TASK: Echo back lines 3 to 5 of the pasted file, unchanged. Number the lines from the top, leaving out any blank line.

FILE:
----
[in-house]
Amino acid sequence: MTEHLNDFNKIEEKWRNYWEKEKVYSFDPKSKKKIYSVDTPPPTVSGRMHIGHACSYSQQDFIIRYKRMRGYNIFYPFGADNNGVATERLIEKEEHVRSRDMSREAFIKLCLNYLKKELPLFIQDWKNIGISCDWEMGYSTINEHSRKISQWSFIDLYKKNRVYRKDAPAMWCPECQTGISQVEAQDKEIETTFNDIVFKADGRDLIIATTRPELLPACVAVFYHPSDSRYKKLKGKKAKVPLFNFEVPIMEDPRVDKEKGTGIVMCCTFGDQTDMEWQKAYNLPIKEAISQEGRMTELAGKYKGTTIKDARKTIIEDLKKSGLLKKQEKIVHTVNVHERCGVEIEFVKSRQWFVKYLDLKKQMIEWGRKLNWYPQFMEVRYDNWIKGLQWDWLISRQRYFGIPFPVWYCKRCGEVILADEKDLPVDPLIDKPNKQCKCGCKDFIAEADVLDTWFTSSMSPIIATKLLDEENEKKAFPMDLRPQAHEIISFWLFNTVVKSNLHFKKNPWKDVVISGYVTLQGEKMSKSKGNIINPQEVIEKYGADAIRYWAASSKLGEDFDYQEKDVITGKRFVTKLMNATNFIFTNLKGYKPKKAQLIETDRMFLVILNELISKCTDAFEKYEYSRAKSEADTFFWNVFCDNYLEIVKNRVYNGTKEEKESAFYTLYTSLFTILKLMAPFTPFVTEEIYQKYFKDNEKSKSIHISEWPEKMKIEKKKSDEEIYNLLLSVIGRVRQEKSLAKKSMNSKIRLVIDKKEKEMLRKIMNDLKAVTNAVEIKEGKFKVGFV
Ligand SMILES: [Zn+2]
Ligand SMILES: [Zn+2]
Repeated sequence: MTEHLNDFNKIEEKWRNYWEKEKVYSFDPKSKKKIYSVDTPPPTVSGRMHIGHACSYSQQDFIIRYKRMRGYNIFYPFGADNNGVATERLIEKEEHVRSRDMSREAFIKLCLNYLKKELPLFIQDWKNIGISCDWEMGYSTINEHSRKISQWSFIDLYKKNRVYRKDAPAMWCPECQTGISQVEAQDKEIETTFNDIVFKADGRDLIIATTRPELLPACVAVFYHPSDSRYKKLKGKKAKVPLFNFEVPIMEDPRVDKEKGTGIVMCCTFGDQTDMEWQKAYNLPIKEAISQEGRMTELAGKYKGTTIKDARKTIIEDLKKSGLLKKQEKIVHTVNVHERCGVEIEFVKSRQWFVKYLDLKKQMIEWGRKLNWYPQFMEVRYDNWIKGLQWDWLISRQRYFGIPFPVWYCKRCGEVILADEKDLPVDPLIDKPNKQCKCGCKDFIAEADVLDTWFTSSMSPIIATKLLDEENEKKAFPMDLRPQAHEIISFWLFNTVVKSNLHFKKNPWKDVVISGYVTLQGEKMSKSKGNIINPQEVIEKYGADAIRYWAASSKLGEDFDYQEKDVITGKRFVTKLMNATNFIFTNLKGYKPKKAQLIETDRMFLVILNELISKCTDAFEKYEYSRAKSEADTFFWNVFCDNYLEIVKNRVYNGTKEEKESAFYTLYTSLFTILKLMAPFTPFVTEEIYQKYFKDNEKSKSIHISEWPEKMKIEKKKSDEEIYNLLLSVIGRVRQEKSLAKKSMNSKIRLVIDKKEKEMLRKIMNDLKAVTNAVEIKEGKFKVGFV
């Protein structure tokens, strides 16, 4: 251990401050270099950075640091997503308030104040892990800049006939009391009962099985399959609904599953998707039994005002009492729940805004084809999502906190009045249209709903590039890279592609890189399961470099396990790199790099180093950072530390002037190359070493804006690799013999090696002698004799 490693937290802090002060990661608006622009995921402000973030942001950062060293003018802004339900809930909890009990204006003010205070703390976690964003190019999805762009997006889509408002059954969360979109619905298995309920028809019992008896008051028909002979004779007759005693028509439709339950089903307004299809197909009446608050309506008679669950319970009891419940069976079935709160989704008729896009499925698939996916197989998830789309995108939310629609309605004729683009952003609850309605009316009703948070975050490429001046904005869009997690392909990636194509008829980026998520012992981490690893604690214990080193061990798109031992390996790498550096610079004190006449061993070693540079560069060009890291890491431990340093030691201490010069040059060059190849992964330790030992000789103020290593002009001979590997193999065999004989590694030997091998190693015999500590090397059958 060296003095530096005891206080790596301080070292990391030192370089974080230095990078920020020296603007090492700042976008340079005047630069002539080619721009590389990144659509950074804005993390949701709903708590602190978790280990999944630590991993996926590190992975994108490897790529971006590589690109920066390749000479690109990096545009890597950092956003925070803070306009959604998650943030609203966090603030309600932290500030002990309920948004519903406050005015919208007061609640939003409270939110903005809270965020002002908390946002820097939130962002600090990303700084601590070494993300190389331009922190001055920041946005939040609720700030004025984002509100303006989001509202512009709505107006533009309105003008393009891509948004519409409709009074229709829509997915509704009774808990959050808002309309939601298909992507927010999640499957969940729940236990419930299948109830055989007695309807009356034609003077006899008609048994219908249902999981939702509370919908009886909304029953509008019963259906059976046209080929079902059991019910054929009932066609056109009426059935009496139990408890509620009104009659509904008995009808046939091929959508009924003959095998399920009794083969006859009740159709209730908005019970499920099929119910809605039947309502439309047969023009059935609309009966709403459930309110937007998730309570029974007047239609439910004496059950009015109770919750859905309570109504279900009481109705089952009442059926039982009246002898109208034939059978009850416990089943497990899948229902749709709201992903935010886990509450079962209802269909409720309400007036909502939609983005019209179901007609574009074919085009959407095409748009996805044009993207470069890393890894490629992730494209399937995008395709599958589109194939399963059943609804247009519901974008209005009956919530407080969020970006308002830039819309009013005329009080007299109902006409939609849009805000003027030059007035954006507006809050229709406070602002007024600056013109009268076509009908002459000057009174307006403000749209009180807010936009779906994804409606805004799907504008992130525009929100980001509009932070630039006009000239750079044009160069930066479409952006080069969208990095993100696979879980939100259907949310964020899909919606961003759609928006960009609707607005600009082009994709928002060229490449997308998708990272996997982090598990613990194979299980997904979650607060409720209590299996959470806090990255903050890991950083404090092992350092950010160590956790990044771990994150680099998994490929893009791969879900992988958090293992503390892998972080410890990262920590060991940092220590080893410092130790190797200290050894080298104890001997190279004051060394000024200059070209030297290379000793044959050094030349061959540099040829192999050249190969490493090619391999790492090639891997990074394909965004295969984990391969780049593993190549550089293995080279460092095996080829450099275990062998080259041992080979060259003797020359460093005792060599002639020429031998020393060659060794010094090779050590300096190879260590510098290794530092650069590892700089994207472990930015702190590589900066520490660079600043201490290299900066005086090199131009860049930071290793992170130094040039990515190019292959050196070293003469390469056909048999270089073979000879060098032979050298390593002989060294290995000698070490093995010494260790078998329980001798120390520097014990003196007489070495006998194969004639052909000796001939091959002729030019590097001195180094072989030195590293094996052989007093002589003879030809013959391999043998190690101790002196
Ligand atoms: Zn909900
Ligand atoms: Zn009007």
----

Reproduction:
Ligand SMILES: [Zn+2]
Ligand SMILES: [Zn+2]
Repeated sequence: MTEHLNDFNKIEEKWRNYWEKEKVYSFDPKSKKKIYSVDTPPPTVSGRMHIGHACSYSQQDFIIRYKRMRGYNIFYPFGADNNGVATERLIEKEEHVRSRDMSREAFIKLCLNYLKKELPLFIQDWKNIGISCDWEMGYSTINEHSRKISQWSFIDLYKKNRVYRKDAPAMWCPECQTGISQVEAQDKEIETTFNDIVFKADGRDLIIATTRPELLPACVAVFYHPSDSRYKKLKGKKAKVPLFNFEVPIMEDPRVDKEKGTGIVMCCTFGDQTDMEWQKAYNLPIKEAISQEGRMTELAGKYKGTTIKDARKTIIEDLKKSGLLKKQEKIVHTVNVHERCGVEIEFVKSRQWFVKYLDLKKQMIEWGRKLNWYPQFMEVRYDNWIKGLQWDWLISRQRYFGIPFPVWYCKRCGEVILADEKDLPVDPLIDKPNKQCKCGCKDFIAEADVLDTWFTSSMSPIIATKLLDEENEKKAFPMDLRPQAHEIISFWLFNTVVKSNLHFKKNPWKDVVISGYVTLQGEKMSKSKGNIINPQEVIEKYGADAIRYWAASSKLGEDFDYQEKDVITGKRFVTKLMNATNFIFTNLKGYKPKKAQLIETDRMFLVILNELISKCTDAFEKYEYSRAKSEADTFFWNVFCDNYLEIVKNRVYNGTKEEKESAFYTLYTSLFTILKLMAPFTPFVTEEIYQKYFKDNEKSKSIHISEWPEKMKIEKKKSDEEIYNLLLSVIGRVRQEKSLAKKSMNSKIRLVIDKKEKEMLRKIMNDLKAVTNAVEIKEGKFKVGFV